More often than not, written features involve some sort of social media research. It’s easy, accessible, and filled with information either by or about the artist in question. There was a Denver rapper that’d been catching eyes this past year — a talented young MC named Craigthe2nd. If that name is searched today, explorers find themselves at a dead end. As a matter of fact, the Instagram account existing under this handle is wiped off the face of the planet. “Craigthe2nd” provides no results, let alone an artist’s page. What was eventually discovered through DMs with his frequent collaborator, Cat Evans, is that Craig Northrup II — the artist formerly known as Craigthe2nd — had undergone a physical and spiritual transformation. He now goes by iies — a wonderfully valid decision for a number of reasons. Northrup is a Denver native, through and through. Various murals and paintings cover the wall behind him where we met up— all of which were done by Northrup. He’s an artist at heart, and his interest in music was sparked in adolescence.
“My father’s influence was one of the biggest motivations for me to start getting into music. I remember we’d ride around in his car — he had this huge sound system and a CD collection and would play it so loud it was almost obnoxious. It was this wide range of hip-hop and R&B, which introduced me to a broad spectrum of beautiful music.”
Early inspirations morphed into independent exploration, parental discretion or not.
“I’d steal some of [my fathers] CDs and play them in secret on my Playstation One. I wasn’t allowed to listen to DMX by myself at the time, but you can’t keep X from me, or Tupac or Biggie. I indulged in private and learned from them that raw emotion in their music — I figured out I could have a similar voice.”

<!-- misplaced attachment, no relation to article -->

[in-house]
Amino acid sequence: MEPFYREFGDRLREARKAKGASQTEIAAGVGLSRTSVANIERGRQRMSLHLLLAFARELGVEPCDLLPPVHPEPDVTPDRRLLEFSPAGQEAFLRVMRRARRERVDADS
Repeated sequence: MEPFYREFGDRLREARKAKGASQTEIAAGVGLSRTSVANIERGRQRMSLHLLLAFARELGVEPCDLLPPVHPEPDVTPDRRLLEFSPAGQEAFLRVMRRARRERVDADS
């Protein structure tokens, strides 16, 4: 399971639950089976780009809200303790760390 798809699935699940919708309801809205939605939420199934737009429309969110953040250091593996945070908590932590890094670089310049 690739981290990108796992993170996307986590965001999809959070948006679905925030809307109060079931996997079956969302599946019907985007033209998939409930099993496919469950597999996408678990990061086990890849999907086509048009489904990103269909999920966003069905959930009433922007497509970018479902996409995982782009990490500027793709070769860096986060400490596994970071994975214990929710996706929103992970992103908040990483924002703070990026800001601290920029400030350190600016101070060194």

From then on, the wheels and gears inside Northrup’s creative imagination turned without pause. Those same wheels and gears chug along as we progress in our chat — he carefully formulates wonderful answers and takes his time with responses — a true mark of an intelligent mind. His love of music and the arts took time to become a reality, he explains.
“I didn’t really have the audacity or courage to start writing my own music till I was, like, eleven or twelve years old. I had this little notebook that I would use to make raps about characters in Dragonball-Z and Naruto — each character had their own song.”
Bars about how “Rock Lee stinks” turned into records about introspection and observation. The evolution of his pen-to-paper approach hasn’t ceased, and never will. “My writing process has matured and grown over time — I’d say my approach is freeform nowadays, as opposed to the more technical writing I used to do.”
The environment in which you write is as important as the topic you’re writing on. It sets the mood and stage for the task at hand. Take, for example, cars passing by, rain in the distance or television playing in the corner — such things attribute to the space’s ambiance. Northrup is a writer to the core, and a recent move opened his eyes to the infinite possibilities of his writing process.
“This is the first apartment I’ve ever personally been able to call my own. I have all this free space to roam around and be weird and talk to myself — I can freestyle around my house. I can adjust the lights and open the windows for ambiance and aesthetics. It puts me in a great flow space overall.”